Wednesday, January 25, 2017

Day Nine: Semi-Professional Quasi-Masons Available for Hire

Day Nine: Thursday, January 19, 2017

The morning was cloudy but it seemed likely to clear.  That meant that we all hustled to get our laundry on the lines in places where the sun might shine.  Our hopes were realized as finally, finally, finally, after three days of waiting (and a re-washing or two), our laundry dried.  Whew. 

We hurried off to work because we knew that we were laying bricks today, probably all day long.  We worked in shifts to make sure that (almost) everyone got to put down a few bricks, though some of us were otherwise occupied with other tasks.

The bricklayers gained new respect for many forms of manual labor, as they picked up on the fact that there is a lot more going on there than is immediately obvious.  Trying to level things from all sides while the mortar is quickly setting is much more hectic than they had imagined.  We’ve all become acutely aware of the construction of the structures we see, noticing things about how the corners come together, how roofs are attached and how square (or not) things are. Having hauled all of the sand, rocks, and water by hand definitely boosted our respect for the people of this community, as we really appreciate the amounts of labor that have gone into all of the buildings around us.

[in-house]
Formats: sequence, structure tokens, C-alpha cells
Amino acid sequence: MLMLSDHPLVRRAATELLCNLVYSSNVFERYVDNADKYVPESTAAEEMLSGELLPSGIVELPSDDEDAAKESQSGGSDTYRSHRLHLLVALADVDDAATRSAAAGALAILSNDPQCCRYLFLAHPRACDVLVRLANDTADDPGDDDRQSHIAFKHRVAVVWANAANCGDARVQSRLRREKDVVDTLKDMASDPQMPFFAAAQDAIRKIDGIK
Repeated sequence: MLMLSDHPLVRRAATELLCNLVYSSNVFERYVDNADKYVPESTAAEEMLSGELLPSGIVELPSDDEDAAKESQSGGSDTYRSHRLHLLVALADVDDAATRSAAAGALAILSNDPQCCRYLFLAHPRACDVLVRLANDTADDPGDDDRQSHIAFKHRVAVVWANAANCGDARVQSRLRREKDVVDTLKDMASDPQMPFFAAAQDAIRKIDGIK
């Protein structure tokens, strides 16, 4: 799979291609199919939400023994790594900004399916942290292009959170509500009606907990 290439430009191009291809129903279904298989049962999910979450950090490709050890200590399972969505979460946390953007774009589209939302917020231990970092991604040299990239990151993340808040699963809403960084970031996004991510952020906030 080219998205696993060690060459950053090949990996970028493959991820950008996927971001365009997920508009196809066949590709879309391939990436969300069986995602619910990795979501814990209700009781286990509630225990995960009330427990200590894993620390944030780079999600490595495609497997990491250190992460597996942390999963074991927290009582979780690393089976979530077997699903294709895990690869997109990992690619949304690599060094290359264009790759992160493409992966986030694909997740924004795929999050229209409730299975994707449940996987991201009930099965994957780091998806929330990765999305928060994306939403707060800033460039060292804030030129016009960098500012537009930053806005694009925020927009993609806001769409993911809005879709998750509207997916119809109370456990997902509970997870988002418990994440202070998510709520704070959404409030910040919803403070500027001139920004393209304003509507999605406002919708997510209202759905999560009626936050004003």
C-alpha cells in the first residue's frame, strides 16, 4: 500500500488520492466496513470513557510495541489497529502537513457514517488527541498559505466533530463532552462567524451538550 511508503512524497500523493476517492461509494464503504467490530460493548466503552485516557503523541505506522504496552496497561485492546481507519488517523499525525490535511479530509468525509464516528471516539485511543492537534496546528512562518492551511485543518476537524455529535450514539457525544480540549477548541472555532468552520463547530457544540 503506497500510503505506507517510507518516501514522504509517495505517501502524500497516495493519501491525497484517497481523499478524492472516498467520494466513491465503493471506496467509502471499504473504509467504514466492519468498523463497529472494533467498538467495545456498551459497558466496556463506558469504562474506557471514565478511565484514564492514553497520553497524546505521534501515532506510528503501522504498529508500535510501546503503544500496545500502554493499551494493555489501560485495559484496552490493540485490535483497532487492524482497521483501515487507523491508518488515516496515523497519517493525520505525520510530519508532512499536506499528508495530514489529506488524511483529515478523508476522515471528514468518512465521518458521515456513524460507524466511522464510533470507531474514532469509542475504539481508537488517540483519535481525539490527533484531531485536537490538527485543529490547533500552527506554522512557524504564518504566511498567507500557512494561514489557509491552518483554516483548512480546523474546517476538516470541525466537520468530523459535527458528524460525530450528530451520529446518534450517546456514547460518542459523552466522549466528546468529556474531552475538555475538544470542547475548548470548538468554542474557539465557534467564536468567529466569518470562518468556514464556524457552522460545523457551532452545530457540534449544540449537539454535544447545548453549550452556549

We all have had great experiences with the locals, even though the language barrier could have proven to be a deal breaker.  We’ve gotten great at charades (at least as far as tools are concerned) and have found ourselves having extended exchanges that we believe are actually meaningful.  For some of the quiet ones among us, we come out of our shells even more when we need to reach out to the locals, as it takes some pretty animated behavior to get a point across.